It’s official: Tiger Woods is back.
To be fair to The Big Cat, he’s been back as a threat to win tournaments for a few months. But it wasn’t until his tied-for-sixth finish a few weeks ago at The Open Championship — held at the notoriously nasty Carnoustie — that even the naysayers had to admit that Tiger is once again a force to be reckoned with on the PGA Tour.
The crowds. The roars. The classic fist pumps as putts roll in. And most importantly, other players — guys who have won multiple majors — bemoaning the sight of Woods’ name atop the leaderboard. Only a fool would refuse to admit that we are seeing the version of Tiger Woods we thought we’d lost forever.
The Tiger Effect on full display
Now that Woods is back, so is the Tiger Effect — the phenomenon that transforms the Tour in ways nobody else can. Without Tiger, there are feature groups, with popular players like Matt Kuchar, Jordan Spieth, and Rory McIlroy. At any given time during a day of tournament play, there are various groups with big names for fans to follow.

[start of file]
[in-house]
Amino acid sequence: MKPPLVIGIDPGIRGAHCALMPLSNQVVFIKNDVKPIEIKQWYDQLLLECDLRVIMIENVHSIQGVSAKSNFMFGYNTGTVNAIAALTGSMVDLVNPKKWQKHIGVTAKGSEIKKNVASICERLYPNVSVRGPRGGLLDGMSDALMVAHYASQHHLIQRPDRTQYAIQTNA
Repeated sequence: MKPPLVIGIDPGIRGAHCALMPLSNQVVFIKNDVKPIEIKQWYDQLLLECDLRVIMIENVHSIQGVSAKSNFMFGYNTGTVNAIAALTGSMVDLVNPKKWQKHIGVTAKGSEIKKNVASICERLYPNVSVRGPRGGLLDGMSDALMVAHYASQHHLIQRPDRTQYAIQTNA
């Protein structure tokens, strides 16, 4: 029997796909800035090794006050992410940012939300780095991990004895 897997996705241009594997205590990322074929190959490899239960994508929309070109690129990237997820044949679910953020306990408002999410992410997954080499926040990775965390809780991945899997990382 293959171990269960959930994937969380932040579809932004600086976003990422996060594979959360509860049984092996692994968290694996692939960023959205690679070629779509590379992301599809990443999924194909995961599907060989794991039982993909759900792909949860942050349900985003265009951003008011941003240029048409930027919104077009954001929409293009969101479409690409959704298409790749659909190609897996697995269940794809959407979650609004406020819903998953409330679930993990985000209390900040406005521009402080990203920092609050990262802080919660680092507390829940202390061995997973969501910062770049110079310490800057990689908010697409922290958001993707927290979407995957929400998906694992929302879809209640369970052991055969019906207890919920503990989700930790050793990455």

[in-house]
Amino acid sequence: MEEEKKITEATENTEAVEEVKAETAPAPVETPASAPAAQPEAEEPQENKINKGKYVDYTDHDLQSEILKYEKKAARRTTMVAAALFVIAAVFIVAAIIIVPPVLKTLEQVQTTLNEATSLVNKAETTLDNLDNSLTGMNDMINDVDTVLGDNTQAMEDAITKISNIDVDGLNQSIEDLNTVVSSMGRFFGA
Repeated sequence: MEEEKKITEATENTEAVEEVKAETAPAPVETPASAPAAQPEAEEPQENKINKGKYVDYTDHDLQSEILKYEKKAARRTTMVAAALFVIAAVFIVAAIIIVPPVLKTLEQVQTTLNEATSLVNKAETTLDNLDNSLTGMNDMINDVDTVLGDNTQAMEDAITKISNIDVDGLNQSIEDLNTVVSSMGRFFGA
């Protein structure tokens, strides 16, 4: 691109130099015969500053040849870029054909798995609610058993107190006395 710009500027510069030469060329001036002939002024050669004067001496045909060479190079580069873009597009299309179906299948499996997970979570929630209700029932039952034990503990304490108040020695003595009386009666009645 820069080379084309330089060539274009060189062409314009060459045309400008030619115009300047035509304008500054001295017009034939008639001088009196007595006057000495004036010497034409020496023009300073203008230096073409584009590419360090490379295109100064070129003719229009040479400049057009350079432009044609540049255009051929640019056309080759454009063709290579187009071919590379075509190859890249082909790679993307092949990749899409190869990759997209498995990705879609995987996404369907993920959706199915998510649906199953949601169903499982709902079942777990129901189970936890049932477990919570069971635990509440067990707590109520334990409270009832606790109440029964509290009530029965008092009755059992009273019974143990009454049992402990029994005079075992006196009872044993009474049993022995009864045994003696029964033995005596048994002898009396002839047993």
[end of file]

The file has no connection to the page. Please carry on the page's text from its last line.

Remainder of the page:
When Woods is out there, there’s Tiger’s group, and then there’s everybody else. There’s never a doubt when and where Tiger Woods is on the golf course because that’s where the vast majority of the fans are.
As for how Woods impacts the TV audience’s interest in a PGA Tour event, well, here’s everything you need to know:
And here is the worldwide heat map just after noon in the east coast, showing Tiger Twitter activity when he was squarely in the hunt. Just amazing. #Tiger #TheOpen @TigerWoods pic.twitter.com/Ri5zjHExoY
— Tiger Tracker (@GCTigerTracker) July 22, 2018
That’s truly an amazing representation of the Tiger Effect on full display. Here’s another example, from this week’s PGA Championship at Bellerive:
Just to give you an idea, this room wasn't even a 1/4 full for the No. 1 player in the world – DJ.
We're standing room only now with people fighting just to get in the door.
— Tiger Tracker (@GCTigerTracker) August 7, 2018
I understand that Dustin Johnson isn’t the most interesting interview, but we’re talking about the No. 1 golfer in the entire world vs. a player barely inside the top 50. When it comes to interest, popularity, and moving the golf needle, Tiger Woods is on another planet, even when compared to the game’s best players.
DraftKings has the data … apparently